Silicon Valley transit agency offers buses while light rail is down
A woman boards a VTA bus near Diridon Station in downtown San Jose. File photo.

VTA is launching a temporary bus service next week, offering some relief to South Bay commuters frustrated by two months without light rail.

The buses will start Monday and run every half hour on weekdays from 5:30 a.m. to 8:30 p.m, and hourly on weekends from 7 a.m. to 7 p.m.

These “bus bridges” or modified bus lines mimic light rail routes and stops. Bus service will run along First Street in San Jose from the Paseo de San Antonio station to Baypointe station, then to the Milpitas Transit Center along Tasman Drive.

Light rail operations have been suspended since May 26 after an employee shot and killed nine workers and then himself. Officials say the shooting damaged buildings and computers necessary to light rail operations.

The agency ran bus bridges in the days following the shooting, but suspended it because of staffing shortages.

VTA spokesperson Stacey Hendler Ross said the rides are free and will run until light rail trains are restored. The transit agency, which previously said light rail service would resume at the end of July, does not have a estimate of when service will come back.

“VTA is working diligently and compassionately to ensure employees impacted by the tragic events of May 26 feel safe and confident to return to their normal duties,” Hendler Ross said in a statement.

SV Transit Users founder Eugene Bradley said the temporary bus service is something he’s fought for since VTA stopped the first round of bus bridges on June 1.

“I’m stoked VTA actually heard people like me and about 4,000 others that were missing service,” Bradley told San José Spotlight. “And the best part is this provides that service while light rail staff heals from May 26.”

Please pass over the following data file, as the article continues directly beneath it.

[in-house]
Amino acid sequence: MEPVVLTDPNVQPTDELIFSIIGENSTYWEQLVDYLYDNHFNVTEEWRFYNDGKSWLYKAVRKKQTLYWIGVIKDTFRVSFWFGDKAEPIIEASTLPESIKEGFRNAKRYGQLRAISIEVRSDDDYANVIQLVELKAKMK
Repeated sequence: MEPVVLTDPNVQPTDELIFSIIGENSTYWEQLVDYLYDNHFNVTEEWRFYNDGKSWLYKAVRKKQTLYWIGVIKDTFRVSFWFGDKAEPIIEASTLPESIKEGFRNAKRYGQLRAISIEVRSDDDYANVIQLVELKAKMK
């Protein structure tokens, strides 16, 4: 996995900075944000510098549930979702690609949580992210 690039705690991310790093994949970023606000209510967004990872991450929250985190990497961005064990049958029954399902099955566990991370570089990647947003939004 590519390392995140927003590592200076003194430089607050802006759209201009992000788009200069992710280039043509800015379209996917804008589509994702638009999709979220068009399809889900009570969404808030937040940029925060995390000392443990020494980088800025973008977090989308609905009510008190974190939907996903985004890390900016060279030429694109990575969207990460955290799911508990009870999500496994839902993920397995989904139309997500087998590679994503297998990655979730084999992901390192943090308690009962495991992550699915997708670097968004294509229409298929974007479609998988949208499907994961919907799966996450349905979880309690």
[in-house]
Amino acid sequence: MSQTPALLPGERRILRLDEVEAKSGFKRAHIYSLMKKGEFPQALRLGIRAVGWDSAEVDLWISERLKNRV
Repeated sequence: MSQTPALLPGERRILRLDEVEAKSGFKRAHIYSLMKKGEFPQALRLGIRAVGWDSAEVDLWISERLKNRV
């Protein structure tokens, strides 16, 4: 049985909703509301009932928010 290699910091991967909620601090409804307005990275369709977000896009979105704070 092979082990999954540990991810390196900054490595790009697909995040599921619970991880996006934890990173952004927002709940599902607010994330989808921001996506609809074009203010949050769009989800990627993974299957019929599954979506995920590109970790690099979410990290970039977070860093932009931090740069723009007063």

VTA unveiled a six-phase timeline in June that outlined a schedule for the return of light rail service. The first phase, which ended on June 30, involved finding essential employees willing and able to return to work. The agency also relocated light rail operations at the rail yard in downtown San Jose—where the shooting occurred—to a temporary worksite.

Now in the second phase of the plan, VTA is moving employees and equipment to temporary locations and making sure workers have the resources to do their jobs. Once this stage is complete, VTA will start onboarding workers, completing infrastructure repairs and conducting trial runs of service without passengers.

SEIU members who work at the light rail yard are anticipated to return on Aug. 2.

The light rail system transported roughly 30,000 daily riders across the South Bay prior to the pandemic. With the arrival of COVID-19, the number declined to about 7,600 daily riders, according to VTA data.

Reporter Eli Wolfe contributed to this story.

Contact Stephanie Lam at [email protected] or follow @StephCLam on Twitter.

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